If I went in to an auto parts store and came out with only a steering wheel and announced that I was going to drive somewhere you'd think that I had gone insane. Obviously, you need much more than just a steering wheel in order to go places.
Yet that is exactly how scientists treat food. They see that folks who eat food X have less disease Y. Upon examining the food and discovering it has high levels of nutrient Z, they'll announce that taking a supplement of nutrient Z will lower a person's risk of disease Y.
But they are making two grave errors. First they are ignoring the fact that food X is not just nutrient Z, it is a whole host of other things that work together to make food X what it is. Secondly, they are assuming that they know everything there is to know about what makes up food in the first place. And if you take a look at the history of nutrition science you'll see how often scientists find new players in the game of food.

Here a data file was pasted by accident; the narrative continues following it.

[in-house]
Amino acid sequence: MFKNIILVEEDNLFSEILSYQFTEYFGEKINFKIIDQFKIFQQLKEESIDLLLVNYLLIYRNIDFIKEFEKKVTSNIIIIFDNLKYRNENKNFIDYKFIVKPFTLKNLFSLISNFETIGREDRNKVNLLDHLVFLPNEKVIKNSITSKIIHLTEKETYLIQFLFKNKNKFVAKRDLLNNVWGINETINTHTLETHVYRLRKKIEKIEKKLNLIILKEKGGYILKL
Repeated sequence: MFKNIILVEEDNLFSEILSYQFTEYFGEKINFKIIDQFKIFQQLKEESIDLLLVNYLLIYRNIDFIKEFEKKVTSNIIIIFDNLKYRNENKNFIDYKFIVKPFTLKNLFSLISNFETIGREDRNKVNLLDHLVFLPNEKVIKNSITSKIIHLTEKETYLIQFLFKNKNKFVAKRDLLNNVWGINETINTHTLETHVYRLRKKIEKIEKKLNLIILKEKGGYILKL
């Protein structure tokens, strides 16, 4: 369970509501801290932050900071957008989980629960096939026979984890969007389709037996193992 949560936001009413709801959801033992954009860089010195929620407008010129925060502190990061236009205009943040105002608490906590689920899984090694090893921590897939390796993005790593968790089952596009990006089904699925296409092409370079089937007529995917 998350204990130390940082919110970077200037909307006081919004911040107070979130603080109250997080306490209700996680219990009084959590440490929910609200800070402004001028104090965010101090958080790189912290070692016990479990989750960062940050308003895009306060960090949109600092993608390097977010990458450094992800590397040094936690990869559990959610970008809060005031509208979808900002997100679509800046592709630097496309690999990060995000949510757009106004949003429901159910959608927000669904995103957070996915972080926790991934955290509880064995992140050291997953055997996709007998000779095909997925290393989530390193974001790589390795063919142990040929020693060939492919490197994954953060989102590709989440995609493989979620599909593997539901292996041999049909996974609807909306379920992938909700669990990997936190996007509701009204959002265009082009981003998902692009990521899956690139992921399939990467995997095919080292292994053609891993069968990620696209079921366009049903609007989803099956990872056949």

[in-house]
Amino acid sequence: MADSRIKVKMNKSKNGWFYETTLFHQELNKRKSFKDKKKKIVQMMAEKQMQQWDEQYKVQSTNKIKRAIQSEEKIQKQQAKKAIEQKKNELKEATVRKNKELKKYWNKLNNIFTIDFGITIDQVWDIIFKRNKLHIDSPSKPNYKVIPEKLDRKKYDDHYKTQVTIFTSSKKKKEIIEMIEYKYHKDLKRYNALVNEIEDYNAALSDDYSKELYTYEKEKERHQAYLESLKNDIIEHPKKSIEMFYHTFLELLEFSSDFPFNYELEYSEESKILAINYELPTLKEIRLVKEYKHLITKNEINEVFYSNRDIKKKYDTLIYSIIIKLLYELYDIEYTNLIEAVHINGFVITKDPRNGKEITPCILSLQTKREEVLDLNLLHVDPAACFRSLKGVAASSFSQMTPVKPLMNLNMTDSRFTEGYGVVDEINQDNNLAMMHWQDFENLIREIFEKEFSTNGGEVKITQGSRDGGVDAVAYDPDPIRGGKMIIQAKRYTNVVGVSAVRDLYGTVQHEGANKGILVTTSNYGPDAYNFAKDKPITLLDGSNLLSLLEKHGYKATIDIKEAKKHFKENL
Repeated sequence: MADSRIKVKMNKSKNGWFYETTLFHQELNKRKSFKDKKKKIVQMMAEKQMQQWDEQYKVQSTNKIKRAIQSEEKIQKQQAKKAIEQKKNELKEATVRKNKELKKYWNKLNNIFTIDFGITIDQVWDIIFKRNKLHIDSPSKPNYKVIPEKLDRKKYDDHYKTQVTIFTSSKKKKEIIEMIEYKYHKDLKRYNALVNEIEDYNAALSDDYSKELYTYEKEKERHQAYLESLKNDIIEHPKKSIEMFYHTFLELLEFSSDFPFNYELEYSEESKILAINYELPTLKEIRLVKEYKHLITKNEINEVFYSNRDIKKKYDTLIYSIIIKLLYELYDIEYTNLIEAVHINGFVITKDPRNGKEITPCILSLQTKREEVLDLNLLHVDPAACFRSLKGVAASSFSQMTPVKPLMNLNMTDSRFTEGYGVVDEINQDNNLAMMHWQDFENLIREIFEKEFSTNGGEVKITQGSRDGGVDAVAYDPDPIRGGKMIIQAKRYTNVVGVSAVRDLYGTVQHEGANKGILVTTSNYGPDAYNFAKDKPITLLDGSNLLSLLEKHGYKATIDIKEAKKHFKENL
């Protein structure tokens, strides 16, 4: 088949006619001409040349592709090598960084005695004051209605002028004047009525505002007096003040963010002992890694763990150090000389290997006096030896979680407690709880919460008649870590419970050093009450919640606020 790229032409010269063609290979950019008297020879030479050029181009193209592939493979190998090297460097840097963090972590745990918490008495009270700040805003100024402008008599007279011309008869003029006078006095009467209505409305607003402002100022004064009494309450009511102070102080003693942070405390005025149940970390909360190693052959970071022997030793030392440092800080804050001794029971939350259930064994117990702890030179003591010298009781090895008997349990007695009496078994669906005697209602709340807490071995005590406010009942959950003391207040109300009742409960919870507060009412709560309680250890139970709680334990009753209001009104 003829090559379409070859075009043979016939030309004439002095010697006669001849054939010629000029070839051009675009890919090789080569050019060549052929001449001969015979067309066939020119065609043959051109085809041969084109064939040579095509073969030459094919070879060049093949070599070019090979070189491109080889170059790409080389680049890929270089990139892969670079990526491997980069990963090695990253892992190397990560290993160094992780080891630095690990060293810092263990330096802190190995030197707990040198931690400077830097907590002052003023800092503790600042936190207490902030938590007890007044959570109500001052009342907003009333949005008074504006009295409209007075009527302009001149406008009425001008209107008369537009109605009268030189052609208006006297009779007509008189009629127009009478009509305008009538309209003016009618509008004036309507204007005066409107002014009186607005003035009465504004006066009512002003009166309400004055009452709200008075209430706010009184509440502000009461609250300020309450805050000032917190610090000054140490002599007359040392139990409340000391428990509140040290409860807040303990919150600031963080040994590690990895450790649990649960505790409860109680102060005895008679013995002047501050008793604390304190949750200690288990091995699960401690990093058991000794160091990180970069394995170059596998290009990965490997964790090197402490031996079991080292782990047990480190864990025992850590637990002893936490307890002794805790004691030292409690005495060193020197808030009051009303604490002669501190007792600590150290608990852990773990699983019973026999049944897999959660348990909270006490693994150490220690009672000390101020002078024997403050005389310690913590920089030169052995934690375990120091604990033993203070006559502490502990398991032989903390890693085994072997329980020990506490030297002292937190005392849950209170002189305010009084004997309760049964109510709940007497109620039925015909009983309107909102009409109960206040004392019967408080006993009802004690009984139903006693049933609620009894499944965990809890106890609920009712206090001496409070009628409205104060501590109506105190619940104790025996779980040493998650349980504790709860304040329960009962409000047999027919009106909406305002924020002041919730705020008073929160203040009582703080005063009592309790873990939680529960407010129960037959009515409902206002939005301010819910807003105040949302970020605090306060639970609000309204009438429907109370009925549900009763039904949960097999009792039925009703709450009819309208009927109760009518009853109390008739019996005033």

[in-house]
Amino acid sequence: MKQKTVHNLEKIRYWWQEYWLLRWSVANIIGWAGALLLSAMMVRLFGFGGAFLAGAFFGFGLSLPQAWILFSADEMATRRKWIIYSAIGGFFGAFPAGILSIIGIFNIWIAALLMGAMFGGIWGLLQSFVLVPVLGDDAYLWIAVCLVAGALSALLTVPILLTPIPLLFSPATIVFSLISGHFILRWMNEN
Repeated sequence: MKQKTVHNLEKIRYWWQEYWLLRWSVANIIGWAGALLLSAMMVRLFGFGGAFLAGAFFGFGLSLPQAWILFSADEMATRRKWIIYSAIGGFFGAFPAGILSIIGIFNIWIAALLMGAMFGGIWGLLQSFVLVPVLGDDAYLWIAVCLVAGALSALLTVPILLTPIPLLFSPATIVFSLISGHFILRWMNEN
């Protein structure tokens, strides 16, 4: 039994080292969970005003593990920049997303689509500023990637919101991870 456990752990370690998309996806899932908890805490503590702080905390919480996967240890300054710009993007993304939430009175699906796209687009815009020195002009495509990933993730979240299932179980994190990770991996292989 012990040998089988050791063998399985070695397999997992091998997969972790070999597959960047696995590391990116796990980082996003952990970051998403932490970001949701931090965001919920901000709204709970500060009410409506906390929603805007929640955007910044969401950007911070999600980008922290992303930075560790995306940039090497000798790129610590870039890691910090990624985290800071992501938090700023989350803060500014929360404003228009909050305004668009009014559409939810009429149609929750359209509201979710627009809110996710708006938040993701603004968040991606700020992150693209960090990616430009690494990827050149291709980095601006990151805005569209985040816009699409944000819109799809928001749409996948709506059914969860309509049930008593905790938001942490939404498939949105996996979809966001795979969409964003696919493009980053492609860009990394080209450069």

Scientific reductionism, as the practice is known, may make sense in certain circumstances. But it leads to sloppy decisions regarding a subject much too important to be playing chemistry with ... our food.
For more information see Michael Pollan's book "In Defense of Food: An Eater's Manifesto."